Chapter 1 Windows Communications Overview
Chapter3 What is MAPI
Chapter4 MAPI Architecture
Chapter6 Creating MAPI-Aware Applications
Chapter8 The OLE Messaging Library
Chapter 10 Building a MAPI-Enabled Fourm Tool
Chapter11 Creating a MAPI Email Agent
Chapter13 Part II Summary-The Messaging API
Chapter14 What Is SAPI
Chapter15 SAPI Architecture
Chapter16 SAPI Basics
Chapter18 SAPI Behind the Scenes
Chapter19 Creating SAPI Applications withC++
Chapter20 Building the Voice-Activated Text Reader
Chapter21 Part III Summary - The Speech API
Chapter 22 What Is TAPI?
Chapter 23 TAPI Architecture
Chapter 24 TAPI Basics
Chapter 25 TAPI Hardware Considerations
Chapter 26 TAPI Tools-Using the TAPILINE Control
Chapter28 Using TAPI to Handle Incoming Calls
Chapter29 Writing TAPI-Assisted Applications
Chapter30 Creating TAPI-Enabled Applications
Chapter31 Third Party TAPI Tools
Chapter32 Part IV Summary-The Telephony API
Chapter 34 Building the FaxBack Application
Chapter 35 Creating the Voice Phone Application
Chapter 36 The Talk Mail Project
Chapter 37 Integration Summary
appendix A MAPI Resources
appendix B SAPI Resources
appendix C TAPI Resources
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Putting this book together took lots of help from many talented people. Although I can't list them all, I want to take a moment to single out a few of the individuals who made this work possible.
First, I want to thank Jefferson Schuler and Bill Zembrodt of Pioneer Solutions. They accepted my challenge to build a simple TAPI OCX tool that would allow Visual Basic programmers virtually the same access to Microsoft's Telephony API services as C++ programmers. The result is the TAPILINE.OCX that is included on the CD-ROM that accompanies this book. They spent several long days and late nights developing this handy tool and I thank them for all their work and assistance.
Next, I must thank all those in cyberspace who answered my queries about telephony, speech systems, and electronic mail. Many of the concepts that appear in this book were hashed out in extensive messages over the Internet, and I thank all those who assisted me in my efforts. I could name many who helped, but I will refrain from doing so lest they be blamed for any of my mistakes within these pages.
I also want to thank the people at Sams Publishing. It takes a great number of talented individuals to get a book from the idea stage to the store shelves, and I consider it a privilege to be able to work with the folks at Sams. Completing this book took more time and effort than any of us originally suspected and more than once it seemed like the book would never be done. I am especially indebted to Sharon Cox for her continued help and support. I doubt this book would be in your hands today were it not for her assistance.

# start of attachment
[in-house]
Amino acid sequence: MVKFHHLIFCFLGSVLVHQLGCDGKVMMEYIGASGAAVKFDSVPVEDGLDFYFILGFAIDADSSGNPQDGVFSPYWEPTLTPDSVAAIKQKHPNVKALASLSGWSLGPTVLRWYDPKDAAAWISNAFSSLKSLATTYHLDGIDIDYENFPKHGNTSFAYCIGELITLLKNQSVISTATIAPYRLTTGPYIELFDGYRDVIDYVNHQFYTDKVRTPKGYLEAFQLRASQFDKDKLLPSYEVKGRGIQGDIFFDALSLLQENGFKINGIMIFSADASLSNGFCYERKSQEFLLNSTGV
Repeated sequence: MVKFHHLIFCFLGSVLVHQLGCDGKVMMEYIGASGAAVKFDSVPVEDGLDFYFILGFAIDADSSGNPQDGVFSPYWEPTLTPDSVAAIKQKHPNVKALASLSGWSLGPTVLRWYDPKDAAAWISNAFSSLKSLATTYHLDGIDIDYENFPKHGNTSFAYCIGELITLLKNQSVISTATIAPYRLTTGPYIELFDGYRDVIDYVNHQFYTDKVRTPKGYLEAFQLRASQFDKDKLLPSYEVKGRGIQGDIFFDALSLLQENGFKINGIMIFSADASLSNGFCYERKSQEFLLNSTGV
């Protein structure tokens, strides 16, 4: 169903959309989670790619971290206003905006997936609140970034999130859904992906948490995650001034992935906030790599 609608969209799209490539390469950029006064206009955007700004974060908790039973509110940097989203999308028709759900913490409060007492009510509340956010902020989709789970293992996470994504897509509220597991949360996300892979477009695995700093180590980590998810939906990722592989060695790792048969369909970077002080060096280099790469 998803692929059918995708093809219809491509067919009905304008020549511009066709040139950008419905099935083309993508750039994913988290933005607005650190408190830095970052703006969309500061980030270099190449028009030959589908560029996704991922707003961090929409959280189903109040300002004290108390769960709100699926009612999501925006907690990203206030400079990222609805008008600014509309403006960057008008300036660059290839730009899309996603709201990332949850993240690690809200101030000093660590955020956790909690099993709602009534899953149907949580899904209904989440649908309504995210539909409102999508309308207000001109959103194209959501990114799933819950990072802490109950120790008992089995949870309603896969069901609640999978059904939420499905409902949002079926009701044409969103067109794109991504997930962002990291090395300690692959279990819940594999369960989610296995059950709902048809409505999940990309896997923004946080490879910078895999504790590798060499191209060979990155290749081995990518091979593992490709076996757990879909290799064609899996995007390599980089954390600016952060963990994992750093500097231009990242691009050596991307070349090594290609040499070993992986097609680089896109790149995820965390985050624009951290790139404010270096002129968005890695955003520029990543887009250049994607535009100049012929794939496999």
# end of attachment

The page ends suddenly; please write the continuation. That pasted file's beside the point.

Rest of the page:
Finally, I need to acknowledge the special contributions made by my family. Without their support, patience, and understanding, I could not have completed this book. (And now that I have completed it, I have a long list of promises that I must live up to!)
About the Author
Mike Amundsen works as an IS consulting and training specialist for Design-Synergy Corporation, a consulting and project management firm specializing in information technology services. He has earned Microsoft certifications for Windows operating systems, Visual Basic, SQL Server, and Microsoft Exchange Server. Mike's work takes him to various locations in the U.S. and Europe where he teaches Windows programming and helps companies develop and manage Windows-based client/server solutions.
He is co-author of Teach Yourself Database Programming with Visual Basic 4 in 21 Days, published by Sams, and was a contributing author for Visual Basic 4 Unleashed and Visual Basic 4 Developer's Guide from Sams Publishing. Mike is the contributing editor for Cobb's "Inside Visual Basic for Windows" newsletter, and his work has been published in "Visual Basic Programmer's Journal" magazine, "VB Tech" magazine, and "Access Developer's Journal."
When he's not busy writing or traveling to client sites, Mike spends time with his family at his home in Kentucky. You may write to Mike at his CompuServe address 102461,1267, at MikeAmundsen@msn.com on the Internet, or you can visit his Web site at www.iac.net/~mamund/.
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As the team leader of the group that created this book, I welcome
your comments. You can fax, e-mail, or write me directly to let
me know what you did or didn't like about this book-as well as
what we can do to make our books stronger. Here's the information:
This book covers the three most exciting programming services available on the Microsoft Windows platform-messaging (MAPI), speech (SAPI), and telephony (TAPI). Each of these APIs provides a specialized set of services that expand the reach of the Windows operating system in a way that makes it easier to write programs that work without having to deal with the differences between hardware provided from third parties.
The addition of these services as part of the basic operating system not only is a boon to programmers-it is of great interest to users, too. Computers that can handle messages and telephones, and that can generate and understand simple speech, are computers that, ultimately, are easier to use. Learning how you add these vital features to your applications will give your software a greater reach and appeal that can make a real difference to your target audience.
This book is arranged in the following parts:
I encourage you to contact me via the Internet or through my Web
site. I hope you enjoy this book, and I look forward to hearing
from you soon.